UNUSUALLY AMONG TOP automotive retail bosses, Vertu Motors CEO Robert Forrester has never personally sold a car. Instead of paying his dues on forecourts, his path to the top began with a career in chartered accountancy with Arthur Andersen, which earned him a role as finance director of a private property company. Car retailing only came on his agenda after a huge – indeed, near-death – twist of fate.
“I was living in Manchester and went on a blind date with a doctor from Newcastle,” he recalls. “We got on and went out for about six months. One day I was at home and became really unwell. She rang in the morning to ask after me. We had a chat; she said it sounded like flu and suggested I rest.
“Off I went to bed. She was kind enough to call that evening. As she asked a few questions, I took my socks off and noticed my feet were going black. Suddenly the conversation got a bit more urgent. Over the phone, she diagnosed me with meningococcal septicemia and told me to get to intensive care as quickly as I could.
“She was right; if I’d gone to bed that night I’d never have woken up. I was hours from death. So while I was recovering, I made a few decisions. I wanted to work in a big public company again, I wanted to be based in the North-East and I wanted to marry the doctor. I picked up a copy of the Financial Times and saw there was a job for a finance director at Reg Vardy, based in Sunderland. That was 2001; the rest is history.”
Forrester was appointed managing director of Reg Vardy in 2005 and led the company until its sale to Pendragon in 2006. Later that year he led the founding team of Vertu and has overseen a period of sustained success as the firm has grown in the past decade.
Among colleagues, he’s well known for having a grasp of the whole business, his work ethic and being straighttalking. He keeps his lines of management short, works well with his trusted lieutenants and praises success and helps resolve issues with equal gusto.
Forrester’s outlook on the new and used car markets is delivered with the clarity of someone with a hectic schedule. He’s happy to talk about issues – Brexit, diesel, PCPs, consumer confidence, electrification and online sales – but believes there’s a bigger factor at play than any of those.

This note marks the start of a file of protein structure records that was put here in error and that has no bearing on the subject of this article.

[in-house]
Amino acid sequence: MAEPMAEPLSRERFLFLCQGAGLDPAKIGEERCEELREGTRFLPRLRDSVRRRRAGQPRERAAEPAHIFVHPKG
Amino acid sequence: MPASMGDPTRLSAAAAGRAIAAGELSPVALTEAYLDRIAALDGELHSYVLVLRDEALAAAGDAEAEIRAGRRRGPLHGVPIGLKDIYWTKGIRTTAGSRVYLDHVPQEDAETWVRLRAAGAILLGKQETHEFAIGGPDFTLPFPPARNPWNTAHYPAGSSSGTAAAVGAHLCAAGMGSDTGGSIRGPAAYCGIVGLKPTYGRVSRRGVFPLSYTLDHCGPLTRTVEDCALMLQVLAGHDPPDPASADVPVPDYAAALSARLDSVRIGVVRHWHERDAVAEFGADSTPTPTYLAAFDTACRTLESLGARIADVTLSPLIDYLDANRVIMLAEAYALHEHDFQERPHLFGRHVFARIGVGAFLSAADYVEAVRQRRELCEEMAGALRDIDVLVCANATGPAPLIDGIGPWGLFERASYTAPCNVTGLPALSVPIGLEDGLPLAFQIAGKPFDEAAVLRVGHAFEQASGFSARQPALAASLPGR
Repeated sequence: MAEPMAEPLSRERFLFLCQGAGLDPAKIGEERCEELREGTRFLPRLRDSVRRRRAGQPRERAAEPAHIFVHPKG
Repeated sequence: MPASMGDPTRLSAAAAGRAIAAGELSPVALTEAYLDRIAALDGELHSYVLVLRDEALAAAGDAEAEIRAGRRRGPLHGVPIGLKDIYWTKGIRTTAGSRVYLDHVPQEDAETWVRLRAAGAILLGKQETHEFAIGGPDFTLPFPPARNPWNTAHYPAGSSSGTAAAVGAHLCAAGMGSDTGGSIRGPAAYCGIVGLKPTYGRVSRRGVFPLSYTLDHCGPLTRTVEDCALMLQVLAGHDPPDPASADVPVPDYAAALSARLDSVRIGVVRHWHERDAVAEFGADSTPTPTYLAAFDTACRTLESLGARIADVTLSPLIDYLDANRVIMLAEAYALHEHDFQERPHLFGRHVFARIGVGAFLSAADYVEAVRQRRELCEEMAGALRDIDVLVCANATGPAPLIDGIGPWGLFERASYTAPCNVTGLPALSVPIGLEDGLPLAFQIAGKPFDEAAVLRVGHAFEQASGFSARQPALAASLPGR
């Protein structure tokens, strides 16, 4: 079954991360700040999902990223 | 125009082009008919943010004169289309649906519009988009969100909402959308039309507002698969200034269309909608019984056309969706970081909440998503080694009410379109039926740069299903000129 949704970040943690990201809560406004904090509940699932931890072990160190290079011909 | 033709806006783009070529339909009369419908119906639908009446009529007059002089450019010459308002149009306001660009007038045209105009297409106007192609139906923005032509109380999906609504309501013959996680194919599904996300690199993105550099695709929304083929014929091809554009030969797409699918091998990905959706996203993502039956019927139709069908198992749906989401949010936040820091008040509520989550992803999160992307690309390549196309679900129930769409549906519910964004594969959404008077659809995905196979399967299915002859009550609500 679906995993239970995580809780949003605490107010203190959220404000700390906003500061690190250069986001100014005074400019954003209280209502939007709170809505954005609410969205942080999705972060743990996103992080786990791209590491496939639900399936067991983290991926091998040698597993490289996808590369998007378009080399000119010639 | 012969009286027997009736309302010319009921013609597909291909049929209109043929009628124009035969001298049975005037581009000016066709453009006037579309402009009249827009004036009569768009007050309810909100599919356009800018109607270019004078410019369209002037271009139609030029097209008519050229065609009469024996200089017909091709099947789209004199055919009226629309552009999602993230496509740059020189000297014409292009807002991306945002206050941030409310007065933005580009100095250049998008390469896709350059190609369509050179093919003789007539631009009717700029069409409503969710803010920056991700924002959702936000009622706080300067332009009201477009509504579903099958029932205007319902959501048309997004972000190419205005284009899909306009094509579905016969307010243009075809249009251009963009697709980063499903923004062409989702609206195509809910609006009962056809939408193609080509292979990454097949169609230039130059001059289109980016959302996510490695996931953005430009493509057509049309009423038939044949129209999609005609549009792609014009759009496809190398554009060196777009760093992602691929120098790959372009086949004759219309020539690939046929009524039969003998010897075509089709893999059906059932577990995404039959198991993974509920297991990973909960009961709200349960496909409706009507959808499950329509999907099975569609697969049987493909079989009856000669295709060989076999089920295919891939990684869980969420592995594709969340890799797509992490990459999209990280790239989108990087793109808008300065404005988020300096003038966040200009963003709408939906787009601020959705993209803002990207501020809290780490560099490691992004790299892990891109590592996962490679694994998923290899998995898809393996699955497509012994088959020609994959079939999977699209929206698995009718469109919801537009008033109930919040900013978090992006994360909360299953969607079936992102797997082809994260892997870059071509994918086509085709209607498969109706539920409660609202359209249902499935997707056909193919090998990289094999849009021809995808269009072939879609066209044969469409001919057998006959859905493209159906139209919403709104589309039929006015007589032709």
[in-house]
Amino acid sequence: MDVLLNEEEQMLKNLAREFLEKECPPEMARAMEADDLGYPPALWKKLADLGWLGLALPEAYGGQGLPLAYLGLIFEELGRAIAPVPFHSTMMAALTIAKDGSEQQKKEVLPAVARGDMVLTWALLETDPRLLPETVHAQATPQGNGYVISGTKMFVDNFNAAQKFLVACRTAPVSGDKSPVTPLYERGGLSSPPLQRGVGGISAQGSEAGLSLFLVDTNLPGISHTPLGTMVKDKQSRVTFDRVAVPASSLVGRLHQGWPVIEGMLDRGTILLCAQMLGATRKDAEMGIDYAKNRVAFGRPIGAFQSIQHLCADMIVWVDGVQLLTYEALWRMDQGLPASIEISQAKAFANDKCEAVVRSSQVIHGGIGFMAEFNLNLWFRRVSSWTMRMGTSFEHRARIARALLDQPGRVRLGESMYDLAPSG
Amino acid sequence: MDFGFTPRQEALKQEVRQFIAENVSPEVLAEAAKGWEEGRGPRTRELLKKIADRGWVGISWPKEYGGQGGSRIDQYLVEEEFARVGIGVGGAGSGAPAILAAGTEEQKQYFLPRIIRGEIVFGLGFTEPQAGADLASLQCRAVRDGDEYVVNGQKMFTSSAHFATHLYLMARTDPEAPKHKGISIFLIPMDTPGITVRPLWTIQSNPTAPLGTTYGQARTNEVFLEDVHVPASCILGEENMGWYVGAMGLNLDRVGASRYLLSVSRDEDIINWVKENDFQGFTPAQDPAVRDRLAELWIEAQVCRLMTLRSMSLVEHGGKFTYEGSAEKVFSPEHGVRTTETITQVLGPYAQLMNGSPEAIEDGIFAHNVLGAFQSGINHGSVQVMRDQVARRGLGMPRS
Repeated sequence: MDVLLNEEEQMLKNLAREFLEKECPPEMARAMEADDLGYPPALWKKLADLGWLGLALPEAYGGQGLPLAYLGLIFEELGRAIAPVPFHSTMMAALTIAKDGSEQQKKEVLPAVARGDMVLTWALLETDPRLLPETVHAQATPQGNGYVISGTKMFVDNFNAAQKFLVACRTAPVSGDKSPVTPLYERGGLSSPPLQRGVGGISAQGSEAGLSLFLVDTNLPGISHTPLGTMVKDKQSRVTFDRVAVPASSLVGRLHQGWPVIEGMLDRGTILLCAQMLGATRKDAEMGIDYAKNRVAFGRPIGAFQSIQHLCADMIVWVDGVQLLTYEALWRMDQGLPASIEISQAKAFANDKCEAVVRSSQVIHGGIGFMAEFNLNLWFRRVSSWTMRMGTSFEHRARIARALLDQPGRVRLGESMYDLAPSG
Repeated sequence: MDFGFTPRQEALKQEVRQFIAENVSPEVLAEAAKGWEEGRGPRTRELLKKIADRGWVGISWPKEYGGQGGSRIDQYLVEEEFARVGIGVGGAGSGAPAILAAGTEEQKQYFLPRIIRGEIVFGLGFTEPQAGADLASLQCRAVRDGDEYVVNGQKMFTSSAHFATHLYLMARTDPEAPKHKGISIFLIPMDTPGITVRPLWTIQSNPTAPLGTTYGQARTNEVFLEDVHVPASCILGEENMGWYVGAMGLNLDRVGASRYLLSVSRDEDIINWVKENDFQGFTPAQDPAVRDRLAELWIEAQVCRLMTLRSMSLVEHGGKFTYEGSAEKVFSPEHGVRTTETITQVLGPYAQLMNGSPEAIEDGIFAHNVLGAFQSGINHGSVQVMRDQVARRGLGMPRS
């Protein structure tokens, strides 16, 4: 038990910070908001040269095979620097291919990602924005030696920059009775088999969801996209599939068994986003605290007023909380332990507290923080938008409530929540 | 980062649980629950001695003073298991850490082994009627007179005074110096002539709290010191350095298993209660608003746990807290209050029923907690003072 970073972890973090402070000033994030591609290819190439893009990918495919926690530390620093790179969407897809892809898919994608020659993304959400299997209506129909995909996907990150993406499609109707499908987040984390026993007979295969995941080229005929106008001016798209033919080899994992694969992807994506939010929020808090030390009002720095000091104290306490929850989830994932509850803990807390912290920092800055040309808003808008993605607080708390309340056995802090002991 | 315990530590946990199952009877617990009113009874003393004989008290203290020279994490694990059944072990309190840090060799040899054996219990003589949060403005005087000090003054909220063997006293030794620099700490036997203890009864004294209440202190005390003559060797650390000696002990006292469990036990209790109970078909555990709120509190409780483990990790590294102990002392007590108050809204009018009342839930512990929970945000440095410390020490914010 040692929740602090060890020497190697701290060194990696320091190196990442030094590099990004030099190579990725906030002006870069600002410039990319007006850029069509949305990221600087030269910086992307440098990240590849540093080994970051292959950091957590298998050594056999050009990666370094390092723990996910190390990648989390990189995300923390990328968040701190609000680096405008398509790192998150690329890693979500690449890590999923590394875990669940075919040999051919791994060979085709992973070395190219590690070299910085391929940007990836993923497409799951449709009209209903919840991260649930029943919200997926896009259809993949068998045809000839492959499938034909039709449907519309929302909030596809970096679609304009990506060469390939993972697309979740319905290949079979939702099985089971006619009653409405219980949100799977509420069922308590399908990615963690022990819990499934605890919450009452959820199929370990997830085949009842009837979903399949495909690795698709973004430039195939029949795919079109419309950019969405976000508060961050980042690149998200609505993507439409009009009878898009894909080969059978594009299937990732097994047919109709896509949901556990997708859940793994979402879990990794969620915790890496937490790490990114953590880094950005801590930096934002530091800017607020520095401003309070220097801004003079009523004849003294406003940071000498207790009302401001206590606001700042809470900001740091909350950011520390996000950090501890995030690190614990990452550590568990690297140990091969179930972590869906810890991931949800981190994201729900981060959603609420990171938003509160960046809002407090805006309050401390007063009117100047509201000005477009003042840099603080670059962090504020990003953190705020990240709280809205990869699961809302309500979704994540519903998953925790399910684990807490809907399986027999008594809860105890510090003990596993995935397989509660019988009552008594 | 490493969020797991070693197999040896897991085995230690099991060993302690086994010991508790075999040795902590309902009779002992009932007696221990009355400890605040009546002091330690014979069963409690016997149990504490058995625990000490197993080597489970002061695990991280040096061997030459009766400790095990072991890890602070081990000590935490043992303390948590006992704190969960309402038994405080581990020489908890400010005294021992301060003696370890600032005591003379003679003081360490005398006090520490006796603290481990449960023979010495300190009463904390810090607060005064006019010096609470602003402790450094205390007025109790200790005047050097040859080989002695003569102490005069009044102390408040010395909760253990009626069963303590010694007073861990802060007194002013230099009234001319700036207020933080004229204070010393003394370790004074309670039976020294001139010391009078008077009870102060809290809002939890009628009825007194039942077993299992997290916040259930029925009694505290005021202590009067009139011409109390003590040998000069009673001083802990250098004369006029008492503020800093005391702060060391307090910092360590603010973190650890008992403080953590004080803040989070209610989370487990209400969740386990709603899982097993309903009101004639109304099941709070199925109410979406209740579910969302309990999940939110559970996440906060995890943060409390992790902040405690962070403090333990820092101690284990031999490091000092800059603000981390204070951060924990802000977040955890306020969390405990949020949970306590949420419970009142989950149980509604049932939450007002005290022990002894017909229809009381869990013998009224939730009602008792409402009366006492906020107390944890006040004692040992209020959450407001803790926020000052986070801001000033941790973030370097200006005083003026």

““The determiner has really been the swing in exchange rates, which makes it more or less profitable to sell cars in the UK according to which way it goes,” he says. “The recent downturn has meant there has been less supply. It has nothing to do with customers not buying cars; it’s that the cars aren’t there at a tempting price, because they can be sold more profitably elsewhere. To date, all the talk about Brexit and consumer confidence has been a smokescreen.
“The demonisation of diesel has been unhelpful. There was a level of timidity in the industry’s response initially. Nobody wanted to put their heads above the parapet. As an industry, we lost the first battle and have been fighting a rearguard action ever since. But be careful how you read the numbers: diesels are doing very well on the used car market. A lot of new car buyers are trading them in, so there’s good supply and a lot of people are still buying diesels.
“PCPs? Well, Ford was doing them 20 years ago. They aren’t a revolution in the way some will have you believe. “As for electrification, there are outliers, but it won’t be mass-market until at least 2025. Sales will grow, and yes, retailers need to do a better job of selling EVs and answering consumers’ questions, but we have some ideas on that.
“Online sales will come, as will direct manufacturer sales. We already have some ideas on both, but it’s certain that manufacturers will still need physical property in key locations – and I suspect we retailers will deliver that.”
Read the full interview & download the latest What Car? insight online: https://cached.offlinehbpl.hbpl.co.uk/misc/RCW/MotoringFactFileResearch/Insight%20May%202018.pdf